Bumping Into History: Richard Jewell & the Atlanta Olympics Bombing


Statue at Atlanta's Centennial Olympic Park.

Sometimes a life can be defined by a single moment.

Like the moment in the early morning hours of July 27, 1996, when a security guard named Richard Jewell noticed a suspicious bag near the base of a sound tower at Atlanta’s Centennial Olympic Park. Despite the hour, the park was crowded with music fans who had gathered to hear a late night concert. Jewell alerted authorities about the bag and started moving people out of the area.

A close-up of the statue above reveals the imprint of a nail ejected from the Centennial Olympic Park bomb.

An enjoyable summer evening in the midst of the Atlanta Olympics was shattered moments later when a bomb inside the bag exploded, killing two people and injuring 111 others.

Jewell was immediately proclaimed a hero for saving countless lives, but within days he became the FBI’s chief suspect in the bombing. Though never arrested, the rush to judgment destroyed Jewell’s quality of life. His constant hounding by law enforcement agencies and the news media only ceased when the real bomber, Eric Robert Rudolph, was captured many years later. Jewell returned to working in security jobs until his death in 2007.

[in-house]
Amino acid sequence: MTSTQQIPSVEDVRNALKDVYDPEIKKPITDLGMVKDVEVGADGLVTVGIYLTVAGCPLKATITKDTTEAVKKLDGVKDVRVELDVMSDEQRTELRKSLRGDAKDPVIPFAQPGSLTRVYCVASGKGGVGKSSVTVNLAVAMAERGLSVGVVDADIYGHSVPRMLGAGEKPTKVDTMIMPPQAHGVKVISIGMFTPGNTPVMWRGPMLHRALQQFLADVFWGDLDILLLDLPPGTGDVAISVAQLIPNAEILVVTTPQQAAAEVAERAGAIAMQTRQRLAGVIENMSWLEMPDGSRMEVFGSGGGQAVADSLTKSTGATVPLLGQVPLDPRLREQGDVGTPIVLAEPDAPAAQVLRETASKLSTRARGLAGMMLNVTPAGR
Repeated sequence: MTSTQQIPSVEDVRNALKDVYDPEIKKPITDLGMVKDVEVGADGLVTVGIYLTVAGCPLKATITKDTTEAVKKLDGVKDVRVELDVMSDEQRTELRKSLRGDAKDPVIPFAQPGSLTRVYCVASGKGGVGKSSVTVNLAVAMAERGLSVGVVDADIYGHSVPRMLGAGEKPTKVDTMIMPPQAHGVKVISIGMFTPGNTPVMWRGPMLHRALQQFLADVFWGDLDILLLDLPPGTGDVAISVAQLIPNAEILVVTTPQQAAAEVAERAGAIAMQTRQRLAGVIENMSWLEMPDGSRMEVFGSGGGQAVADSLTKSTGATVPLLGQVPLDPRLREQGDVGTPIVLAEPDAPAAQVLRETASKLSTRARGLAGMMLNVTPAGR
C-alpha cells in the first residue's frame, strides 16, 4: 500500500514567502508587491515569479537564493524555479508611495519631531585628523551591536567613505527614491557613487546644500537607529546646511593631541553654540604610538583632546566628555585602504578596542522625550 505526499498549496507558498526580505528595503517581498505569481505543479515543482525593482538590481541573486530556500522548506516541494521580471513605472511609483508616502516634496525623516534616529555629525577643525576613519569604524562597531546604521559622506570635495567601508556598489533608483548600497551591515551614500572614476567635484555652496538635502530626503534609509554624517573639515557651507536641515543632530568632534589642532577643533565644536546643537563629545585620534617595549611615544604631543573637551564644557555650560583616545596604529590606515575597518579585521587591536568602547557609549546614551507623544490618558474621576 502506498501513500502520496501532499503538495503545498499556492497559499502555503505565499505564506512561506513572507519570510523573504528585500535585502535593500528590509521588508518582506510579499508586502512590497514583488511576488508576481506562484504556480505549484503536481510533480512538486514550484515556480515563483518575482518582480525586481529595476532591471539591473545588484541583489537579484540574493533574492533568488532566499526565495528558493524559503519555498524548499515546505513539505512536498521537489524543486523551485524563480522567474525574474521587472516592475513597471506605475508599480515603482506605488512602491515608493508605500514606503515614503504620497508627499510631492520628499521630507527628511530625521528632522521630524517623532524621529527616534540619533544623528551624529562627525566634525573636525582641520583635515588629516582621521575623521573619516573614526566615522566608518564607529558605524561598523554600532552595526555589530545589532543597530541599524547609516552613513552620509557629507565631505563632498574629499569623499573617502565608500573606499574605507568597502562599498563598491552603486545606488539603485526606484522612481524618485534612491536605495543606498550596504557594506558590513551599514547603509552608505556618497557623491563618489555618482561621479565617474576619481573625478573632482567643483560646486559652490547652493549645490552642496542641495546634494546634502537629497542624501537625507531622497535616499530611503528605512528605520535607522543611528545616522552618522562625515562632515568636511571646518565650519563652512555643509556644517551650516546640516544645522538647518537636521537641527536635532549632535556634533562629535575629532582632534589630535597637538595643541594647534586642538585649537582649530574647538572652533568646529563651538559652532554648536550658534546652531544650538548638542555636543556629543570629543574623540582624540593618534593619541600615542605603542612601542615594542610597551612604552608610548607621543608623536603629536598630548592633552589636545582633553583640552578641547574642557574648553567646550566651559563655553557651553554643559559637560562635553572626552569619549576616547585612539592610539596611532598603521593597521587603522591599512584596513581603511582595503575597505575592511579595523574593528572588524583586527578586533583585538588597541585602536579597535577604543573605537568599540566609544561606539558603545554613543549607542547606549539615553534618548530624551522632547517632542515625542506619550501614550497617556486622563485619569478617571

Richard Jewell represents an often sad group of people who “bump into history” – those individuals who are simply going about their lives and somehow find themselves swirling amidst a maelstrom of events beyond their control.

Today, Centennial Olympic Park in Atlanta is the centerpiece of a vibrant world class city. The bombing, which took place fourteen years ago today, is rarely a topic for the hundreds of picnickers and Frisbee-tossing sunbathers who frequent the park on summer days.

I visited the park during a recent trip to Atlanta. It’s situated in a beautiful spot adjacent to the buildings that house the CNN Headquarters and the Coca-Cola tour. It was only after a long search that I was able to locate the only physical reminders of the domestic terrorist act. Along one street there is a memorial court dedicated to the victims, near where the bomb detonated. A more chilling site is the statue that still bears the imprint of a nail that was ejected from the bomb.

During the seven Olympic games that have followed Atlanta, there have been no major acts of terror. Let’s pray that moments like the one that occurred in Centennial Olympic Park fourteen years ago remain a part of history, and never visit us again in the future.

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About deadwrite

Freelance writer, film historian, taphophile View all posts by deadwrite

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